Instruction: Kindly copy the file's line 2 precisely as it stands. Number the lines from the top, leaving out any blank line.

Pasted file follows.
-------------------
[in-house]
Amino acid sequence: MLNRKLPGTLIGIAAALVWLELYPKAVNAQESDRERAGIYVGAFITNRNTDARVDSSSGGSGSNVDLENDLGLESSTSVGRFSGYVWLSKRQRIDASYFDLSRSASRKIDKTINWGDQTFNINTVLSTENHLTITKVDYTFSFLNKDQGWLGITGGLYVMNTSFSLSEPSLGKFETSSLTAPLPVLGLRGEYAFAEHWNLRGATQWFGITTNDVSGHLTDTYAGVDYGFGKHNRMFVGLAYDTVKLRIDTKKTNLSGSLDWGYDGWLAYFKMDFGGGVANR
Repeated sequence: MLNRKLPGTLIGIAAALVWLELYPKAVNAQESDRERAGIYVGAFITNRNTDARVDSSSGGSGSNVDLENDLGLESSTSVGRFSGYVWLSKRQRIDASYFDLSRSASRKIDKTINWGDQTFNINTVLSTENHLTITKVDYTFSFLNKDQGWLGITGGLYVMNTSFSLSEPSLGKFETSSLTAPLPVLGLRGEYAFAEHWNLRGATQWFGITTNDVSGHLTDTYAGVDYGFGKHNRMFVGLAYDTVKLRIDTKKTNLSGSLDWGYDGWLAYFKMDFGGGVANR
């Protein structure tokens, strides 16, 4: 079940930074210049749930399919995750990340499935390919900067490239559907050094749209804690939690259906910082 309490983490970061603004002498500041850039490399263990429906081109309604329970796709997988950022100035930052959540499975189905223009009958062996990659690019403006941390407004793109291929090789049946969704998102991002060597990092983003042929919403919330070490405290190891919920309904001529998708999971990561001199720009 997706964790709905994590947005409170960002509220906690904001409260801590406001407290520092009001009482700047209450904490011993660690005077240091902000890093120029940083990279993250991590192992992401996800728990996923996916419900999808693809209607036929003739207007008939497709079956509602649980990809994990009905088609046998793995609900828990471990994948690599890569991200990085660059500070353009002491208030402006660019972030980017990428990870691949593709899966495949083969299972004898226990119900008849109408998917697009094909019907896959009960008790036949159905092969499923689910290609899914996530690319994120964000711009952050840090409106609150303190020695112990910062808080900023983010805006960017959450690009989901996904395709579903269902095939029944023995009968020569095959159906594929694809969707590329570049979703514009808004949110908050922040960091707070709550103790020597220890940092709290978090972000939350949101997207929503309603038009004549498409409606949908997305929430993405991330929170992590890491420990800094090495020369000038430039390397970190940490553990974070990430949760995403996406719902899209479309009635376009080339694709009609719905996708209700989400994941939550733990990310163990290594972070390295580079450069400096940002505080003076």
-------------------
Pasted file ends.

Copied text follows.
Amino acid sequence: MLNRKLPGTLIGIAAALVWLELYPKAVNAQESDRERAGIYVGAFITNRNTDARVDSSSGGSGSNVDLENDLGLESSTSVGRFSGYVWLSKRQRIDASYFDLSRSASRKIDKTINWGDQTFNINTVLSTENHLTITKVDYTFSFLNKDQGWLGITGGLYVMNTSFSLSEPSLGKFETSSLTAPLPVLGLRGEYAFAEHWNLRGATQWFGITTNDVSGHLTDTYAGVDYGFGKHNRMFVGLAYDTVKLRIDTKKTNLSGSLDWGYDGWLAYFKMDFGGGVANR